Welcome to the Sixties! Courtesy of this bubbly and lively production of Hairspray, currently on its UK tour.
Given everything that is happening in America at the moment and the comments that Donald Trump has been making, watching Hairspray proves just how relevant it is today and how things still haven’t really changed from the 1960’s.
On the surface it is a show that follows Tracy Turnblad (Freya Sutton) who wants to be famous and dance on her local television station on the Corny Collins show, but deeper down it also has a strong central message about how we should celebrate and not discriminate people for being “different” in all kinds of ways.
From the opening number ‘Good Morning Baltimore’ (and there is plenty of songs to get through) all the way to ‘You Can’t Stop the Beat’, this energetic production directed by Paul Kerryson can appear slightly superficial in some scenes which lacks in depth – but it still has plenty of heart and fantastic talent to see it through.
Freya Sutton as Tracy is suitably bubbly and has plenty of personality to charm audiences – even if occasionally her vocals don’t seem quite right – but she soon warms up after ‘Good Morning Baltimore’. She is more than equally supported by Matt Rixon as Edna, who tries to keep Tracy grounded but ends up getting carried away herself. Rixon’s performance is the right balance of funny but also sentimental when it comes to the character’s lack of confidence.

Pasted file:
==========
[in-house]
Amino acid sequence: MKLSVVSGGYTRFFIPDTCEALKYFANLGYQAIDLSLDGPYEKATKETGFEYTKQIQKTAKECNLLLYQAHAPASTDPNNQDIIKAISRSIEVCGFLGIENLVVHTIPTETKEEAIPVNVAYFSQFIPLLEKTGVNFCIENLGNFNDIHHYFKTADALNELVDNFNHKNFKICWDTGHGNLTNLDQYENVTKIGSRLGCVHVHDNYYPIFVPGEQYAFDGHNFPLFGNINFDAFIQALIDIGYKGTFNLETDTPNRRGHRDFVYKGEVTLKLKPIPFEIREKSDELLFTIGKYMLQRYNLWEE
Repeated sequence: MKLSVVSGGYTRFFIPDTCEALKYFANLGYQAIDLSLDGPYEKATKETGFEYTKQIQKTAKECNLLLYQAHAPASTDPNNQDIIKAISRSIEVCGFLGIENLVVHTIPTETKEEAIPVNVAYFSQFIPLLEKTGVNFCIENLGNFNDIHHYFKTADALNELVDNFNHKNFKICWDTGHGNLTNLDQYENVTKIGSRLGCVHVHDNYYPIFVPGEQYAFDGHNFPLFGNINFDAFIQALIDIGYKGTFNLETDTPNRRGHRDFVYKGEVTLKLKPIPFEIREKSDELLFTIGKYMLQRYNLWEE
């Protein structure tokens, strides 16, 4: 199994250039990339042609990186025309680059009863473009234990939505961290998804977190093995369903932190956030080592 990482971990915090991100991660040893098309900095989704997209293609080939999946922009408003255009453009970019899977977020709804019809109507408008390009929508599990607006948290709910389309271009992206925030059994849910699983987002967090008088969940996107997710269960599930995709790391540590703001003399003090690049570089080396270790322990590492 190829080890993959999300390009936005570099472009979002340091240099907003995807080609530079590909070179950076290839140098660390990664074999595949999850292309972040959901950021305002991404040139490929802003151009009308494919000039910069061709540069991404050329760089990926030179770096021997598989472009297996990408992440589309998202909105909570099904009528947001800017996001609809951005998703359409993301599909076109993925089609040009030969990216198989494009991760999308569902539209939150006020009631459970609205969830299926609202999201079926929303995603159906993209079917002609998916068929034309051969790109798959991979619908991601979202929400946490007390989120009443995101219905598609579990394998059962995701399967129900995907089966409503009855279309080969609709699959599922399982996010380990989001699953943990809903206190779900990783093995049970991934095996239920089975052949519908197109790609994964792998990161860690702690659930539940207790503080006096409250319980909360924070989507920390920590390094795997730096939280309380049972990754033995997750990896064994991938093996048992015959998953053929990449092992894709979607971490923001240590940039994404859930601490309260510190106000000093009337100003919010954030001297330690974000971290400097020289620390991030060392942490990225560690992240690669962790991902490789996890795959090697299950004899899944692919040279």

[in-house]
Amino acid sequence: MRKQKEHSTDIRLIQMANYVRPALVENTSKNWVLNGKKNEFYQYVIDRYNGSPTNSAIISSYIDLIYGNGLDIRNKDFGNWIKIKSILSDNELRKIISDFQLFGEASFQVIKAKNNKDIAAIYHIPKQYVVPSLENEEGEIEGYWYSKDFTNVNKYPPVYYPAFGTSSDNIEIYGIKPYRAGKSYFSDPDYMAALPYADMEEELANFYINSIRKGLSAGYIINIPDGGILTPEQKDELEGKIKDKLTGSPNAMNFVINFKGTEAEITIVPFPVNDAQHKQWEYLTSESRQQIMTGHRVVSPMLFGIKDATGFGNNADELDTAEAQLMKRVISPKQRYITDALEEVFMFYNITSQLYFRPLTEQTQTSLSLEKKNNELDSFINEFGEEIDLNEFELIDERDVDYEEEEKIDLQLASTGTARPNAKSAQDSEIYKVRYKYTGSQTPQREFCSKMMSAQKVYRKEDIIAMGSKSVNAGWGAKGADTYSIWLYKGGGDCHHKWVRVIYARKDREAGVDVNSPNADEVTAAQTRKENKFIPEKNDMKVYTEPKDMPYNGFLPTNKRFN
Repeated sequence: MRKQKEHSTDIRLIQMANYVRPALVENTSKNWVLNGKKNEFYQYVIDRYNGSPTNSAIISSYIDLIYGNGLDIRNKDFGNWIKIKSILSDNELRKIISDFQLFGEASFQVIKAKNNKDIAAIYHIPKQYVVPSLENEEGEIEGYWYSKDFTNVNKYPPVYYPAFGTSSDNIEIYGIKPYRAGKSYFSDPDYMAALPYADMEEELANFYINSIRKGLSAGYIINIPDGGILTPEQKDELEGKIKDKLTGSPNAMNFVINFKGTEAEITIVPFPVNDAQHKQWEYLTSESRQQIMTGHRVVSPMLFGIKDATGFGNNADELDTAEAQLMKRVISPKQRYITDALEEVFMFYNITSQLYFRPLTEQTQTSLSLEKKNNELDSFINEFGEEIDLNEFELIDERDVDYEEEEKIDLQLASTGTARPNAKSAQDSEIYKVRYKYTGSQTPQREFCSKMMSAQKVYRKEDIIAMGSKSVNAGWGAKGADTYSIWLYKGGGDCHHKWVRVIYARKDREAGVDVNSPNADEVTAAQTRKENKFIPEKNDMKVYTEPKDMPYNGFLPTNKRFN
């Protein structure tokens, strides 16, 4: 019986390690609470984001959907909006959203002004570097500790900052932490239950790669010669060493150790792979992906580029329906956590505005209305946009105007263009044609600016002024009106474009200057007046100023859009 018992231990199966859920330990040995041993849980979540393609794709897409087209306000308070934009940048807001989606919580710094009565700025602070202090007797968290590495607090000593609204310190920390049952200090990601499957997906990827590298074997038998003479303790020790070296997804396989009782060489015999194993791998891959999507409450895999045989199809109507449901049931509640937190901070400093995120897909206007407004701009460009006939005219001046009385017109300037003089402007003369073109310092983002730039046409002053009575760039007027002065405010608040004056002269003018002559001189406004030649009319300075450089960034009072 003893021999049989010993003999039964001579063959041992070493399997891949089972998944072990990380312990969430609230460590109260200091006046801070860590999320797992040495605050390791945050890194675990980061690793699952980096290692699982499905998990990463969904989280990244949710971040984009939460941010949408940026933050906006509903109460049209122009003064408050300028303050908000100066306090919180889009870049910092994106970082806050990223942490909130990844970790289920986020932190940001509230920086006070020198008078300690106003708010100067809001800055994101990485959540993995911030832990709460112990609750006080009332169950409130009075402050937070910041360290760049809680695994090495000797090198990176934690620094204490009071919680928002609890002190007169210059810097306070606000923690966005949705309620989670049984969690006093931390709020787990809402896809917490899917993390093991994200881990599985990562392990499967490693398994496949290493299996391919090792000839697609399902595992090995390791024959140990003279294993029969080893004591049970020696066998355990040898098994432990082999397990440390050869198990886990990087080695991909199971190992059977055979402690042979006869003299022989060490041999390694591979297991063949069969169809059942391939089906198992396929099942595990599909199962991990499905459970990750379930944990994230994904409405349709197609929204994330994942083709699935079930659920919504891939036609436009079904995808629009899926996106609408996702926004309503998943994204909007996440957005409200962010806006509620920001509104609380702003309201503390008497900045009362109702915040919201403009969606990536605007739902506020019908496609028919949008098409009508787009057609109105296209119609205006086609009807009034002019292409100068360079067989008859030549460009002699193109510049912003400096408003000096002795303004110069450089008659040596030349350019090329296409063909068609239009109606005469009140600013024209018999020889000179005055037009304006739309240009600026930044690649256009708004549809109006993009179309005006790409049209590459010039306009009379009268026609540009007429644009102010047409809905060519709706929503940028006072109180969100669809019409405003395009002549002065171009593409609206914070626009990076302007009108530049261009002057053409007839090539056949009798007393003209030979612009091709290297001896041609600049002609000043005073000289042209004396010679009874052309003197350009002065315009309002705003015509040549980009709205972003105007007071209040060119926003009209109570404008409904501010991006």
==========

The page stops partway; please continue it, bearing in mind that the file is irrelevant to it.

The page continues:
Claire Sweeney is delightfully vulgar as Velma and it would have been great if she had been given even more to do. Her swagger and vanity is pure joy to watch but is never over the top to make it seem unbelievable.
But it is Brenda Edwards as Motormouth Maybelle who really delivers the most astonishing performance of the night that sticks in the mind. Her rendition of ‘I Know Where I’ve Been’ is so heart wrenchingly good that it sends shivers down the spine. But she is also able to deliver plenty of sass and attitude on ‘Big, Blonde and Beautiful’ – really looking as though she is enjoying herself.
The main problem with the production isn’t the plot or the music, but it seems design wise a bit basic and not as glitzy as I was hoping that would match the style of the musical. However, the emptiness of the stage allows the audience to be wowed by the stunning choreography by Drew McOnie, that perfectly captures the spirit of the era and the talent that performs it – particularly Karis Jack (Little Inez) and Dex Lee (Seaweed) are two to look out for.
It might be corny but it sure knows how to entertain from beginning to end, leaving you walking out of the theatre with a gigantic smile on your face!